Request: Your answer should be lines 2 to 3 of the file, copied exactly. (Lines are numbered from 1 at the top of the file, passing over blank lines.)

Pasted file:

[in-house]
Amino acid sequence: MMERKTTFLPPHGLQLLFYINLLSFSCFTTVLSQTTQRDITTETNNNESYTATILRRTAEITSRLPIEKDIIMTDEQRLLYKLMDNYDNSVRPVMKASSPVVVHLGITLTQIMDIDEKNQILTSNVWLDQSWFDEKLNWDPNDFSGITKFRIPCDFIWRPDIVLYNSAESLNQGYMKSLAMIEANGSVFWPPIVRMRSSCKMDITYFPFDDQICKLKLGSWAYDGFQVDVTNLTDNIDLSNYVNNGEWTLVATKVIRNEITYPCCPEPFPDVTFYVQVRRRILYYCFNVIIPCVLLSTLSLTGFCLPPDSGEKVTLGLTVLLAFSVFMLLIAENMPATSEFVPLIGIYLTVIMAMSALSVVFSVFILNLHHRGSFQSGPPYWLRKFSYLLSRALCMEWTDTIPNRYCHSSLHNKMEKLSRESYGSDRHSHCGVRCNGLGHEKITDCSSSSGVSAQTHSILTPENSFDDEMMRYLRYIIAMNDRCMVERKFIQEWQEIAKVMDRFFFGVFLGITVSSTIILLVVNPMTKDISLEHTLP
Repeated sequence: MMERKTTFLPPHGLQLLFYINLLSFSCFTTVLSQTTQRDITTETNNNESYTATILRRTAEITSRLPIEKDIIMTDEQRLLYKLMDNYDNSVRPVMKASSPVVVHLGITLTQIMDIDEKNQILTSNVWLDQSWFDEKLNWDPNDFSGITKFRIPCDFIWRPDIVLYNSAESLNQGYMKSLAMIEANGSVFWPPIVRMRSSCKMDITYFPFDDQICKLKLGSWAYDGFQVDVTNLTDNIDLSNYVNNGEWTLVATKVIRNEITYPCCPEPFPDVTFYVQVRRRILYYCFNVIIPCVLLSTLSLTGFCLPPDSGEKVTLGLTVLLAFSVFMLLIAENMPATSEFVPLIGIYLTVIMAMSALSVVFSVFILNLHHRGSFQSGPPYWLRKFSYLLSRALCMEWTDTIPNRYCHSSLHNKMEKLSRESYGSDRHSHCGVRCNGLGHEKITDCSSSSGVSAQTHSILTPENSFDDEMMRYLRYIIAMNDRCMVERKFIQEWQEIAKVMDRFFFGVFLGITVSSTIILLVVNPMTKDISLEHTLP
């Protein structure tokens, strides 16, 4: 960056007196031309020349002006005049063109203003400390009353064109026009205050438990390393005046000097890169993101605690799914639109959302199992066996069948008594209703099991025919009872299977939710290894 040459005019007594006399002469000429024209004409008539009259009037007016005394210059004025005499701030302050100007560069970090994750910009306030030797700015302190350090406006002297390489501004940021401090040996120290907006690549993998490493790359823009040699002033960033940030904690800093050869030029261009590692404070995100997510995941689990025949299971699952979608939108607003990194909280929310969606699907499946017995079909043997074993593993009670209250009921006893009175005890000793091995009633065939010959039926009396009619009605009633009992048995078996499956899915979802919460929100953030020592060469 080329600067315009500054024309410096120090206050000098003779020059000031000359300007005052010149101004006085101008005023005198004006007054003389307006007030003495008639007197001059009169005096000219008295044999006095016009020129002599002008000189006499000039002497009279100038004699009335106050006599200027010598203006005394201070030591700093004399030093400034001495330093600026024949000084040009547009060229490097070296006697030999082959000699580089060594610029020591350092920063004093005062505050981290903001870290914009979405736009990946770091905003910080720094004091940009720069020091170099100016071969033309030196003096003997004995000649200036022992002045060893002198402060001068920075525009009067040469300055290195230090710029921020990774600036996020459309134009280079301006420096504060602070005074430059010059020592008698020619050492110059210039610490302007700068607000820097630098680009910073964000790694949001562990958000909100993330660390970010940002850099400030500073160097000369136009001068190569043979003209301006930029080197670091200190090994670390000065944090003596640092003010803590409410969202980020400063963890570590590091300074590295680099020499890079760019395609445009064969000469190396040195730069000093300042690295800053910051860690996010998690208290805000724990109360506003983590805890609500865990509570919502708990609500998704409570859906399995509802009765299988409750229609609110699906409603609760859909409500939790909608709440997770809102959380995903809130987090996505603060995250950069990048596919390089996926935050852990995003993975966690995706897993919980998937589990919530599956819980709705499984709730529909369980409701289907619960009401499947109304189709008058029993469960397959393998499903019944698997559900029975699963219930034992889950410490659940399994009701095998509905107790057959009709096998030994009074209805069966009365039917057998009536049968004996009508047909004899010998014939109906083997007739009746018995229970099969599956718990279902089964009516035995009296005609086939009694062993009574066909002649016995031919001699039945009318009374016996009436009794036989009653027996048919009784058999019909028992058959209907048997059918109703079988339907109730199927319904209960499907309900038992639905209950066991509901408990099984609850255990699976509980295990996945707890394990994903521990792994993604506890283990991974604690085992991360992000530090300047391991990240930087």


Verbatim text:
Amino acid sequence: MMERKTTFLPPHGLQLLFYINLLSFSCFTTVLSQTTQRDITTETNNNESYTATILRRTAEITSRLPIEKDIIMTDEQRLLYKLMDNYDNSVRPVMKASSPVVVHLGITLTQIMDIDEKNQILTSNVWLDQSWFDEKLNWDPNDFSGITKFRIPCDFIWRPDIVLYNSAESLNQGYMKSLAMIEANGSVFWPPIVRMRSSCKMDITYFPFDDQICKLKLGSWAYDGFQVDVTNLTDNIDLSNYVNNGEWTLVATKVIRNEITYPCCPEPFPDVTFYVQVRRRILYYCFNVIIPCVLLSTLSLTGFCLPPDSGEKVTLGLTVLLAFSVFMLLIAENMPATSEFVPLIGIYLTVIMAMSALSVVFSVFILNLHHRGSFQSGPPYWLRKFSYLLSRALCMEWTDTIPNRYCHSSLHNKMEKLSRESYGSDRHSHCGVRCNGLGHEKITDCSSSSGVSAQTHSILTPENSFDDEMMRYLRYIIAMNDRCMVERKFIQEWQEIAKVMDRFFFGVFLGITVSSTIILLVVNPMTKDISLEHTLP
Repeated sequence: MMERKTTFLPPHGLQLLFYINLLSFSCFTTVLSQTTQRDITTETNNNESYTATILRRTAEITSRLPIEKDIIMTDEQRLLYKLMDNYDNSVRPVMKASSPVVVHLGITLTQIMDIDEKNQILTSNVWLDQSWFDEKLNWDPNDFSGITKFRIPCDFIWRPDIVLYNSAESLNQGYMKSLAMIEANGSVFWPPIVRMRSSCKMDITYFPFDDQICKLKLGSWAYDGFQVDVTNLTDNIDLSNYVNNGEWTLVATKVIRNEITYPCCPEPFPDVTFYVQVRRRILYYCFNVIIPCVLLSTLSLTGFCLPPDSGEKVTLGLTVLLAFSVFMLLIAENMPATSEFVPLIGIYLTVIMAMSALSVVFSVFILNLHHRGSFQSGPPYWLRKFSYLLSRALCMEWTDTIPNRYCHSSLHNKMEKLSRESYGSDRHSHCGVRCNGLGHEKITDCSSSSGVSAQTHSILTPENSFDDEMMRYLRYIIAMNDRCMVERKFIQEWQEIAKVMDRFFFGVFLGITVSSTIILLVVNPMTKDISLEHTLP